8 Late-Round Picks to Target (2020 Fantasy Baseball)
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We’ve asked our writers to identify the late-round pick (No. 150 or later in our Expert Consensus Rankings) that they view as the best value in upcoming fantasy baseball drafts. Here’s what they had to say.
Q: Who is your favorite late-round pick (ECR 150+)?
Jon Gray (SP – COL)
Anyone who listens to the FantasyPros Baseball Podcast knows it has been Avisail Garcia all offseason with Starlin Castro, Brendan McKay and Rich Hill mixed in, but Gray has flown up the list with recent developments. It now seems likely that MLB will not be playing any games in home ballparks which changes things quite a big for Rockies hitters and pitchers. In Gray’s case, it should allow him to pitch like the ace he is which would give us an extraordinary discount considering he is being drafted in the 20th round.
– Bobby Sylvester (@bobbyfantasypro)
Scott Kingery (SS/3B/OF – PHI)
Kingery’s ceiling isn’t as high now that Andrew McCutchen will be ready to start the season and lead off, pushing Kingery toward the bottom of the order. But he still offers a rare power-speed combination. Kingery has the speed to swipe 35 bags — he stole 71 in 333 minor league games — and easy 20-homer power. He needs to cut down on his strikeout rate (29.4% last year, bottom 8% in the league), but his barrel rate, average exit velocity, and hard-hit percentage took major jumps from his rookie year. If he can continue to trend upward, as you’d expect from a 26-year-old, Kingery could potentially bat closer to .270 and finish within the top-100 overall fantasy options.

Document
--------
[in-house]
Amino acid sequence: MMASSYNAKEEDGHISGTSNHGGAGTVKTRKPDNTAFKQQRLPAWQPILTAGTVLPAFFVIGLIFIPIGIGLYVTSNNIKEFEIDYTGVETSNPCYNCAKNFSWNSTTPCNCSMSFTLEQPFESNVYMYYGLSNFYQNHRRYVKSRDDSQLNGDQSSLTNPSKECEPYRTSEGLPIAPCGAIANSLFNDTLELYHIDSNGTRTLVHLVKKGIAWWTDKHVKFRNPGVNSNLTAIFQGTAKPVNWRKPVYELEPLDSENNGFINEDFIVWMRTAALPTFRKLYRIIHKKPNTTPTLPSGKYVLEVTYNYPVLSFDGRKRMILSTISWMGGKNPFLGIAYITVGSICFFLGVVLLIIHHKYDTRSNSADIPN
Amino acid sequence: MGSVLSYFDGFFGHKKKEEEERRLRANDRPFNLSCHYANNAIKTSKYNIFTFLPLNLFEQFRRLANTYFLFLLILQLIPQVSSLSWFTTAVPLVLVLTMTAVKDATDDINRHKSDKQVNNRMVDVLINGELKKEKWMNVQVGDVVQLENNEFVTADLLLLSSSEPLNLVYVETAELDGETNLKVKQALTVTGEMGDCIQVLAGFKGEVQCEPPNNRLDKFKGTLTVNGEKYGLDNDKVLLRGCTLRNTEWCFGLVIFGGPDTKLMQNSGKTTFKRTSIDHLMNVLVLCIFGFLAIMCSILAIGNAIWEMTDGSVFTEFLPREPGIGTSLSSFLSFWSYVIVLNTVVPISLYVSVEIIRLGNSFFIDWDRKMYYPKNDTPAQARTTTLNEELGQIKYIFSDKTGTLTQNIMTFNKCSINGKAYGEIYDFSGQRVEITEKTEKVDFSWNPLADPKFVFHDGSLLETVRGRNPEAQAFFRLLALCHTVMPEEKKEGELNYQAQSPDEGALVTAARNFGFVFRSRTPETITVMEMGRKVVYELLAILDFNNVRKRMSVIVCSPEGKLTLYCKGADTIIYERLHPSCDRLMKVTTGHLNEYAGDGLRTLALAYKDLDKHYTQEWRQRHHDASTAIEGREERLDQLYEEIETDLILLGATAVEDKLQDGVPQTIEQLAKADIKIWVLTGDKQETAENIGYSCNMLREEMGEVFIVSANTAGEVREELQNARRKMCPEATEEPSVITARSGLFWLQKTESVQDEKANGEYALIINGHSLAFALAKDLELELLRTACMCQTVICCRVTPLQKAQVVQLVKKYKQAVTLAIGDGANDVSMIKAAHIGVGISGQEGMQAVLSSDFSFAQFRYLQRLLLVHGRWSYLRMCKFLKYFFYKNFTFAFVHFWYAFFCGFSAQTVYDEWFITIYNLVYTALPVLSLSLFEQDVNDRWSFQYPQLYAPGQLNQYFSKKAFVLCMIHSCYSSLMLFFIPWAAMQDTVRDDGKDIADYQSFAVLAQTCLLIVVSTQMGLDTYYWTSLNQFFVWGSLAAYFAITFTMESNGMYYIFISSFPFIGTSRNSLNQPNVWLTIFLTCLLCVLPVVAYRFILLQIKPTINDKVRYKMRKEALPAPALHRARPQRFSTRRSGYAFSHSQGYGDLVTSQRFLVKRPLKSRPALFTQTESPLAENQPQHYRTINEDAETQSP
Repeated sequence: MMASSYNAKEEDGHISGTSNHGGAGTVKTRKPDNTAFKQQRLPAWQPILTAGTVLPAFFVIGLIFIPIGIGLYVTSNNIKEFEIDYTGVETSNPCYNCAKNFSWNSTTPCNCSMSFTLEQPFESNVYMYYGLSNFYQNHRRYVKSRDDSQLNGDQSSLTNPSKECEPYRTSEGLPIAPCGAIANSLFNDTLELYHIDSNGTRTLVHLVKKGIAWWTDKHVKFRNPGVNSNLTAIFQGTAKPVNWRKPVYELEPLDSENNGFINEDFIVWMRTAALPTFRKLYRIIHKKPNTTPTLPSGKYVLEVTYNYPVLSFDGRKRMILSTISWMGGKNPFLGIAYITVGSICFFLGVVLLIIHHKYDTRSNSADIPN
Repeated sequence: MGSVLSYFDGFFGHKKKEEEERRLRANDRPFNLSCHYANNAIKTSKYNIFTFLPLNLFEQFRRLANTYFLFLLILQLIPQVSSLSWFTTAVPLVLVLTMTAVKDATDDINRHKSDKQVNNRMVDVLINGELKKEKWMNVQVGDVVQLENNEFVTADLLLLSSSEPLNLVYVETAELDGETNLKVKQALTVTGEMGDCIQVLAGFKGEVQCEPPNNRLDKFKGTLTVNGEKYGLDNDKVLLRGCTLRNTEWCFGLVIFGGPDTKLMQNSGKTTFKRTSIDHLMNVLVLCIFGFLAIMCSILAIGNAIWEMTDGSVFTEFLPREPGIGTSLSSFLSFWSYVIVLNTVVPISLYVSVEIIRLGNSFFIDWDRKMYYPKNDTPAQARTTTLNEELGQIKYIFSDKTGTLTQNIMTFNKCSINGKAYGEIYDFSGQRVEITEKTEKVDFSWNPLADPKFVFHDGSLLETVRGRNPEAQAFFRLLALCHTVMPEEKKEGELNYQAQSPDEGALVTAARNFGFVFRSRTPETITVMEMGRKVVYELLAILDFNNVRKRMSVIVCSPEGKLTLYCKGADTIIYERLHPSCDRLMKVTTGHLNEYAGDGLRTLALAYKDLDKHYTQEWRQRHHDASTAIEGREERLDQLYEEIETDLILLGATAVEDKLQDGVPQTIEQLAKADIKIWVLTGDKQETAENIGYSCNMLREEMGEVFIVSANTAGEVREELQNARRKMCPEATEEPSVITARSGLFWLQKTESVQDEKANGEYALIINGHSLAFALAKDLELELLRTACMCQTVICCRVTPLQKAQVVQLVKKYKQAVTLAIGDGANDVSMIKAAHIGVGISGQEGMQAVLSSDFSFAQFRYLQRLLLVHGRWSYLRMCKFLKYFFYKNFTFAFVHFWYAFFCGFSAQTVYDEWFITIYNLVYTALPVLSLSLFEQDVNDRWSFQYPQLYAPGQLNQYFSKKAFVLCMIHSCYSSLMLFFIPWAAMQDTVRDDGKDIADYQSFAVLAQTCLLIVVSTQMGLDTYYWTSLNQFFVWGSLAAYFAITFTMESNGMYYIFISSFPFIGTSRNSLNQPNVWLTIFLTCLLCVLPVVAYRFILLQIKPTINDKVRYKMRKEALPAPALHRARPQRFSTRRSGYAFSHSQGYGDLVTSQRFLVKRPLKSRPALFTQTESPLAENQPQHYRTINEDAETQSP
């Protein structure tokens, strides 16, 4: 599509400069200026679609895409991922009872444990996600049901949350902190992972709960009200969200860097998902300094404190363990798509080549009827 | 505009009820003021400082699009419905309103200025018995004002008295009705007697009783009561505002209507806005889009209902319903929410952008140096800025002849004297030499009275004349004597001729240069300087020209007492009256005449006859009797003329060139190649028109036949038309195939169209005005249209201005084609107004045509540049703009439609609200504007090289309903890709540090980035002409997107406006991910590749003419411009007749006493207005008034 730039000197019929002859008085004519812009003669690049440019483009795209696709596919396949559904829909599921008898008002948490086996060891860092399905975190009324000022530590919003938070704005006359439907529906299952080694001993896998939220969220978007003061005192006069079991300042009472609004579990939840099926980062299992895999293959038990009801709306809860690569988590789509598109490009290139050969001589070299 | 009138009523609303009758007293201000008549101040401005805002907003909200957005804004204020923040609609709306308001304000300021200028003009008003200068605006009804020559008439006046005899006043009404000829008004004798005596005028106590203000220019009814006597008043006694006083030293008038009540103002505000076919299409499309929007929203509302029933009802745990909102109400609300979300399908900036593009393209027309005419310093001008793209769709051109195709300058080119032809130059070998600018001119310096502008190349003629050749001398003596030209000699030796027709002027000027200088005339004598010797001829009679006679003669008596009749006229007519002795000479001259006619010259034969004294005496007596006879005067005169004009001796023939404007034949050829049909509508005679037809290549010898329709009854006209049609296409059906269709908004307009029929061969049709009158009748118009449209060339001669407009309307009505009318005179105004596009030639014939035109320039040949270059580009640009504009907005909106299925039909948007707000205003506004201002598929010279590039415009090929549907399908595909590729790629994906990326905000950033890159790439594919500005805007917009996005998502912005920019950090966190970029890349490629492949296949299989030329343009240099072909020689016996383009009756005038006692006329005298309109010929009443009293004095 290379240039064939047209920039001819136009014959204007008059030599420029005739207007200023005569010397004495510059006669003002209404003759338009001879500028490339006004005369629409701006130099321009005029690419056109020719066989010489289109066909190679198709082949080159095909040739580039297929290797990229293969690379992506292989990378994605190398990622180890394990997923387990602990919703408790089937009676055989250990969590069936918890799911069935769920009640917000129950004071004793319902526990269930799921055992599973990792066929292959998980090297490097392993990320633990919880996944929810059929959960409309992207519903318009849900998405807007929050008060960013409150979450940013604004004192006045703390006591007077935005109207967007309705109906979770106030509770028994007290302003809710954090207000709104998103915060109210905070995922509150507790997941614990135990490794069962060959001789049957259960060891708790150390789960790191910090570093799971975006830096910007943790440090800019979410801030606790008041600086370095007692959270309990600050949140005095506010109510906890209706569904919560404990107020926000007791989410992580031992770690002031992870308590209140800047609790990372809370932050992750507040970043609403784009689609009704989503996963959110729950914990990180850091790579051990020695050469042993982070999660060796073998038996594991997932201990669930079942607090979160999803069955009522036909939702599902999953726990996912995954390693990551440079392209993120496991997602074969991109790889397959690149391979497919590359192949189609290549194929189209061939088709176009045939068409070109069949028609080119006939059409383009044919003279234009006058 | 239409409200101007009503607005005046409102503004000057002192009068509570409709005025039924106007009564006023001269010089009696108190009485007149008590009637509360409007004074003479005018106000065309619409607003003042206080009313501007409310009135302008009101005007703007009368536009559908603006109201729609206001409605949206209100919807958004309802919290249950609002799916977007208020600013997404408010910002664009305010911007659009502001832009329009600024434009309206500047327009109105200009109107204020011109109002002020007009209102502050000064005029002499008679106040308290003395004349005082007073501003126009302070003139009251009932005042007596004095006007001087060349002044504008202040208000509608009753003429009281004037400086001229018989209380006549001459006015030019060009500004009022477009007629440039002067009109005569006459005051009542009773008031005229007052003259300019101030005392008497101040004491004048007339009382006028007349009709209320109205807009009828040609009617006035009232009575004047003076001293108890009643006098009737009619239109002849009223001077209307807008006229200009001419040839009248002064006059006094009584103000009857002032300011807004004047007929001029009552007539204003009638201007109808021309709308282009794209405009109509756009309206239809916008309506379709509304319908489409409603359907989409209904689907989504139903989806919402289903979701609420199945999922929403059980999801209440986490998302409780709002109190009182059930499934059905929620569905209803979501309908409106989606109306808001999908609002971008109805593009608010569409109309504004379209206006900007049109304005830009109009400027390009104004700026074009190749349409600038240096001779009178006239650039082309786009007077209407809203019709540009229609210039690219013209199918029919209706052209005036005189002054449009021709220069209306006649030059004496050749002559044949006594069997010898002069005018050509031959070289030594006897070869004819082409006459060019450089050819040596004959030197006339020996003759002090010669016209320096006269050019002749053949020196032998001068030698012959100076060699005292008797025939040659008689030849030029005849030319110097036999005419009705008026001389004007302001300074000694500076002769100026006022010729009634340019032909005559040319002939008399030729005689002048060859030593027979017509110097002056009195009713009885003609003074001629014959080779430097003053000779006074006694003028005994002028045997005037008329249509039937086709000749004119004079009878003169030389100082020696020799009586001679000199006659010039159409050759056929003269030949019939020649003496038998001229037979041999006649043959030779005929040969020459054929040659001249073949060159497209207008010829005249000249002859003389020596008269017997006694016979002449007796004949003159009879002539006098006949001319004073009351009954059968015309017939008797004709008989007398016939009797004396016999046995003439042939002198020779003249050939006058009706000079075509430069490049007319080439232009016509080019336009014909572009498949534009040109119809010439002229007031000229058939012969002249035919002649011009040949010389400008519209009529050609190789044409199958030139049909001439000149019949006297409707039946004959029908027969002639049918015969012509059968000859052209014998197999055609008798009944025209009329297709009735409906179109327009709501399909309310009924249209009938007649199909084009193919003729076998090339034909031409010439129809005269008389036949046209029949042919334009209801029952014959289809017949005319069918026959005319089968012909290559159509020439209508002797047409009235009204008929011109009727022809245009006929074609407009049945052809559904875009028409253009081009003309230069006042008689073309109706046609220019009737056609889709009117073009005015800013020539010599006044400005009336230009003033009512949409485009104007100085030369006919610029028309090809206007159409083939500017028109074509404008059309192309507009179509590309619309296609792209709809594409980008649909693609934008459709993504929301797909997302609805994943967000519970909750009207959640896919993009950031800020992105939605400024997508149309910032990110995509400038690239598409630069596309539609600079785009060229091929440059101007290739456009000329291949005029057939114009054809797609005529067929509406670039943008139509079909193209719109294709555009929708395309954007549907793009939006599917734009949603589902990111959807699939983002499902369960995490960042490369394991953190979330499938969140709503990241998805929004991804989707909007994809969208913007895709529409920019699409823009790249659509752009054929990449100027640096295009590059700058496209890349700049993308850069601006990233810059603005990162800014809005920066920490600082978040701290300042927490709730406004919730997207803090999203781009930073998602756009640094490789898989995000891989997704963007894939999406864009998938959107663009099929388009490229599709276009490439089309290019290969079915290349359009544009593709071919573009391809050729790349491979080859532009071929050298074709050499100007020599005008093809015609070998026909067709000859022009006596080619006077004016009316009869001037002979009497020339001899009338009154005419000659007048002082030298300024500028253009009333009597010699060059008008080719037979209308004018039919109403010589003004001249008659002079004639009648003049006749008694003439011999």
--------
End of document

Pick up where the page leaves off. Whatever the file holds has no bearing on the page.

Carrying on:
– Dan Harris (@danharris80)
Julio Urias (SP/RP – LAD)
If weighing the pros and cons for Julio Urias earlier in the preseason, the results would have been inconclusive. Urias has yet to crack 100 major league innings in a single season, so a limit was imperative. More importantly, he had not claimed a starting rotation spot and, without a clear role, his talent could only carry his draft stock so far. Both of these negatives now appear to be removed, as Urias will be in the Dodgers’ starting rotation. Since the season is almost guaranteed to be shortened, his innings limit is no longer a detriment compared to his peers. Now we can focus on the tremendous strikeout and win potential that Urias brings to the mound. And your fantasy team.
– Mario Mergola (@MarioMergola)
Trey Mancini (1B/OF – BAL)
I have my eye on Mancini’s recovery from surgery to remove a malignant tumor. A late start of the season will really benefit a guy like Mancini, an under-the-radar power hitter in a very hitter-friendly park. His average draft position is far below his actual value. I’ll take all I can get of Mancini in both AL-only and mixed leagues.
– Bernie Pleskoff (@BerniePleskoff)
Willie Calhoun (OF – TEX)